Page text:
Can 7-Up be Considered a ''Natural'' Soft Drink?
June 17, 2006
7-Up manufacturer Cadbury Schwepps has begun an ad campaign that promotes the soda as "100 percent natural" and pictures cans of 7-Up being picked from fruit trees.
The Center for Science in the Public Interest has threatened to sue Cadbury Schwepps if the all-natural claim is not dropped, calling it a misleading untruth.
As part of 7-Up's natural image, the company did drop several artificial ingredients from the soda.
However, CSPI maintains that at least one ingredient, high fructose corn syrup, is still artificial. The other ingredients in the revamped 7-Up are:
- Carbonated water
- Citric acid
- Unspecified "natural flavors"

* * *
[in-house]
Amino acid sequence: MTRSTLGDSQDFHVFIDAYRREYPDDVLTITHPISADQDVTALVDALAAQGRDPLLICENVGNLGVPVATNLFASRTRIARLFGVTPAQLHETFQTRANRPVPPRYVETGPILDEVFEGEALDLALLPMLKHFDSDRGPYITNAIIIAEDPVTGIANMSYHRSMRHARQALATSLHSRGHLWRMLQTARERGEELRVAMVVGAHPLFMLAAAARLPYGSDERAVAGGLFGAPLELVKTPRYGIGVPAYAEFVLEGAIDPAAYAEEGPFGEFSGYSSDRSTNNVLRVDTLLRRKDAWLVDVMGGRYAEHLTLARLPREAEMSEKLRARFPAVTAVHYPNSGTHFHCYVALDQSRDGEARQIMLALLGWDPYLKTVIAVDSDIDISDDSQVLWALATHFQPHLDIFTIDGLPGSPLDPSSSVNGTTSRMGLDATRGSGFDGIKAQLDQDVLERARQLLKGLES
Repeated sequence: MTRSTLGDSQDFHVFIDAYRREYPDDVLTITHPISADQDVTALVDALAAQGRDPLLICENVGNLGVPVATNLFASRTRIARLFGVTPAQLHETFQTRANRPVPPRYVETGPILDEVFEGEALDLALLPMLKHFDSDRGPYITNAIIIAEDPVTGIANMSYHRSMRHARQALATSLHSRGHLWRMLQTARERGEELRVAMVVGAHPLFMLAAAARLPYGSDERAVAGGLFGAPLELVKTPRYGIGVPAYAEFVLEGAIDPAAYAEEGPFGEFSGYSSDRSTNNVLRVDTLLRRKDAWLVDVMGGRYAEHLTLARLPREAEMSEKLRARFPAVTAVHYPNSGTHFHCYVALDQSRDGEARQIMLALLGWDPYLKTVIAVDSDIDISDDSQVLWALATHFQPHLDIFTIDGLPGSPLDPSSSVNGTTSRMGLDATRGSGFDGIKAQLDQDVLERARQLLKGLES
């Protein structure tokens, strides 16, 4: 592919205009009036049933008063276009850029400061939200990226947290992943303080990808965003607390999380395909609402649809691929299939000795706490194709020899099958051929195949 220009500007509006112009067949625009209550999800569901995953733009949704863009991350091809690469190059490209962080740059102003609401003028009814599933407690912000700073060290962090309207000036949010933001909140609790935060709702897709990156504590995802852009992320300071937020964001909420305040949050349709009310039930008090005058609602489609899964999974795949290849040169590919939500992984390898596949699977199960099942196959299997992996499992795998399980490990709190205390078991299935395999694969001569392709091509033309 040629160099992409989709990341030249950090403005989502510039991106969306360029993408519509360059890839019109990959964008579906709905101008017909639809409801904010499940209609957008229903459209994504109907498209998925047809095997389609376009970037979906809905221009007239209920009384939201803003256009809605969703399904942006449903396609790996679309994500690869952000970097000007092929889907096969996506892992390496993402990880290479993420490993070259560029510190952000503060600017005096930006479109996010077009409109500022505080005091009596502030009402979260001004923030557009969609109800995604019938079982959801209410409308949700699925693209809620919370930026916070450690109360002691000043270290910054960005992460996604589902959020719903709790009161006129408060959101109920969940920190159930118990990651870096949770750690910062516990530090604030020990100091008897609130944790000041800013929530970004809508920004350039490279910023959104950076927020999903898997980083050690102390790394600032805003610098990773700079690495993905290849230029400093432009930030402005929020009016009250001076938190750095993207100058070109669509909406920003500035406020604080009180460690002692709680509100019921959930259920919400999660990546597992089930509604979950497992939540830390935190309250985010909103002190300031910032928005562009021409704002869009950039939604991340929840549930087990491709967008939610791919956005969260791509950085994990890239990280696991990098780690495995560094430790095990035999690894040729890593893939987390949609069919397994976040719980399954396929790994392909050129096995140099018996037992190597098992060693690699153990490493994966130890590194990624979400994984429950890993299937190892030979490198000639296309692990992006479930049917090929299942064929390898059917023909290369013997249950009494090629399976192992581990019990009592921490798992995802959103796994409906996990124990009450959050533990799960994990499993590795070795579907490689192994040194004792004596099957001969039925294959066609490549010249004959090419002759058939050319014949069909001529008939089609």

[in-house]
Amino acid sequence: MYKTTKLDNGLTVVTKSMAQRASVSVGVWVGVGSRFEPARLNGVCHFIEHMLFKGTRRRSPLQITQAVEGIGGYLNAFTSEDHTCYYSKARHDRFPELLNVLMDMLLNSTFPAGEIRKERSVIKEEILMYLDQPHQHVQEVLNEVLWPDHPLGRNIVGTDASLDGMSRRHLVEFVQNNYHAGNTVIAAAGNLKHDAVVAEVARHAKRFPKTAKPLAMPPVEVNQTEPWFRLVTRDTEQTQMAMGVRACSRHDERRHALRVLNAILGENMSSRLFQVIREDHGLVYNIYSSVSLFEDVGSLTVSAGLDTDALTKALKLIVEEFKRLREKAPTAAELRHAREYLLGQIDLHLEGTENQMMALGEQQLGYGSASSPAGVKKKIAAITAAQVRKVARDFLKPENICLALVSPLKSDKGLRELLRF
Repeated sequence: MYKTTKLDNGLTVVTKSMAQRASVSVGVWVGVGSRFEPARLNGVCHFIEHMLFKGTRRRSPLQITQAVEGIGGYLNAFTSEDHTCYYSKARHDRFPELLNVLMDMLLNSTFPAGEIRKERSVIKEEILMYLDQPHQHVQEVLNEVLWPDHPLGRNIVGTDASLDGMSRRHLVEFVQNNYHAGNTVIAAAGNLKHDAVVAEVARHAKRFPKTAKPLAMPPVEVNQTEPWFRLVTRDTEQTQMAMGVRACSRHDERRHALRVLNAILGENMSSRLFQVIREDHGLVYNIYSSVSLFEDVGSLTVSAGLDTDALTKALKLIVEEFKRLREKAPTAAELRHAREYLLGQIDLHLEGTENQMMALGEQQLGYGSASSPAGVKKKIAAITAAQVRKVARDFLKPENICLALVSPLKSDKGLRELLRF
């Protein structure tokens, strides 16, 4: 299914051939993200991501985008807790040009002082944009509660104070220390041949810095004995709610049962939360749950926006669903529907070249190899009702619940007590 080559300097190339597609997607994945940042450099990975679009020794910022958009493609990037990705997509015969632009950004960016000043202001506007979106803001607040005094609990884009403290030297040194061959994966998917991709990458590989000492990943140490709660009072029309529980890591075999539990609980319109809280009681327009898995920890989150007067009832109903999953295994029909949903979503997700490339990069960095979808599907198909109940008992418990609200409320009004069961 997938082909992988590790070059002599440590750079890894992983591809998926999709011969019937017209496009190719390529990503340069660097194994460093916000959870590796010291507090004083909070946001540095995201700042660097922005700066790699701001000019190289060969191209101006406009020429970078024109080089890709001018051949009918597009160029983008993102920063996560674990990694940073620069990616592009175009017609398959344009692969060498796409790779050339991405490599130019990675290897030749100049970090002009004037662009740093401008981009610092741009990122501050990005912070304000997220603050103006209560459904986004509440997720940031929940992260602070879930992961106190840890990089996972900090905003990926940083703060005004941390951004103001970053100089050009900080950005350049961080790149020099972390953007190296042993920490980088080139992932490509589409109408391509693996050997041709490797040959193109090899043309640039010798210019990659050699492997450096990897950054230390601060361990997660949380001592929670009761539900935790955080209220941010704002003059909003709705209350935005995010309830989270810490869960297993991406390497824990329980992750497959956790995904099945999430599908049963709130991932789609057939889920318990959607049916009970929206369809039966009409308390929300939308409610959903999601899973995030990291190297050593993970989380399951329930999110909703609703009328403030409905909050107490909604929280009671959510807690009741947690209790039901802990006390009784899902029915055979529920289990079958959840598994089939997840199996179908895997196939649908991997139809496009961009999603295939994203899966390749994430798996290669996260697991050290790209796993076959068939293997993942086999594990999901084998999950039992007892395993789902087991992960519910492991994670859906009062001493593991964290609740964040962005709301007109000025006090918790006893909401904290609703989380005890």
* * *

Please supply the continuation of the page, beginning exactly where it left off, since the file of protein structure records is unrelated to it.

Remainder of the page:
- Potassium citrate
No Definition of Natural
While there are strict government requirements that must be met before a food or beverage can be labeled as organic, the Food and Drug Administration does not have a strict definition for "natural."
Only meats and poultry must be free of artificial ingredients to be labeled natural. Other foods, including potato chips, ice cream and cookies, can be labeled as natural without a precise definition.
CSPI officials say high fructose corn syrup is not natural because you couldn't make it in your own kitchen "unless you happen to be equipped with centrifuges, hydroclones, ion-exchange columns, and buckets of enzymes." The non-profit group also objects to scenes in 7-Up's TV ads that depict cans of the soda being picked from trees or harvested from the ground, as there is no fruit juice in 7-Up.
Cadbury Schwepps maintains that 7-Up is natural because high fructose corn syrup is made in a similar way to other ingredients that are called natural.